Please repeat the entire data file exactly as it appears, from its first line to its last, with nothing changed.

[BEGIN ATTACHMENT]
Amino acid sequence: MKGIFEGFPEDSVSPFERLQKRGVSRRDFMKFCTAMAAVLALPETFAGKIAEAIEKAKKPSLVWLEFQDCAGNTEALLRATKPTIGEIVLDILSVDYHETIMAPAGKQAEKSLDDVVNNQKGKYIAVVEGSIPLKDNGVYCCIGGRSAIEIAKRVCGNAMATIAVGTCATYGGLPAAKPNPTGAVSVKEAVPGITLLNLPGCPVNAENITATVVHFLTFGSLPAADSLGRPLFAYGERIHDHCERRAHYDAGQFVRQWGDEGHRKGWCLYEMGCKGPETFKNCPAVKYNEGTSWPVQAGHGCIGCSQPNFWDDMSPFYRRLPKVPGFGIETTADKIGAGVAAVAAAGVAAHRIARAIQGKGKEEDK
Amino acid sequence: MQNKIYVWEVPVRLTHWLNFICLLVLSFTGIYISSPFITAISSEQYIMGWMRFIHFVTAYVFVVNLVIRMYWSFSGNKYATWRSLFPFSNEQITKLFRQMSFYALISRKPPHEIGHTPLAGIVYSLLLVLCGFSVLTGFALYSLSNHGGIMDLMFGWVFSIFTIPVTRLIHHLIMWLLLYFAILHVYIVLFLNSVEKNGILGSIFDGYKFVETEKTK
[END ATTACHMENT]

Amino acid sequence: MKGIFEGFPEDSVSPFERLQKRGVSRRDFMKFCTAMAAVLALPETFAGKIAEAIEKAKKPSLVWLEFQDCAGNTEALLRATKPTIGEIVLDILSVDYHETIMAPAGKQAEKSLDDVVNNQKGKYIAVVEGSIPLKDNGVYCCIGGRSAIEIAKRVCGNAMATIAVGTCATYGGLPAAKPNPTGAVSVKEAVPGITLLNLPGCPVNAENITATVVHFLTFGSLPAADSLGRPLFAYGERIHDHCERRAHYDAGQFVRQWGDEGHRKGWCLYEMGCKGPETFKNCPAVKYNEGTSWPVQAGHGCIGCSQPNFWDDMSPFYRRLPKVPGFGIETTADKIGAGVAAVAAAGVAAHRIARAIQGKGKEEDK
Amino acid sequence: MQNKIYVWEVPVRLTHWLNFICLLVLSFTGIYISSPFITAISSEQYIMGWMRFIHFVTAYVFVVNLVIRMYWSFSGNKYATWRSLFPFSNEQITKLFRQMSFYALISRKPPHEIGHTPLAGIVYSLLLVLCGFSVLTGFALYSLSNHGGIMDLMFGWVFSIFTIPVTRLIHHLIMWLLLYFAILHVYIVLFLNSVEKNGILGSIFDGYKFVETEKTK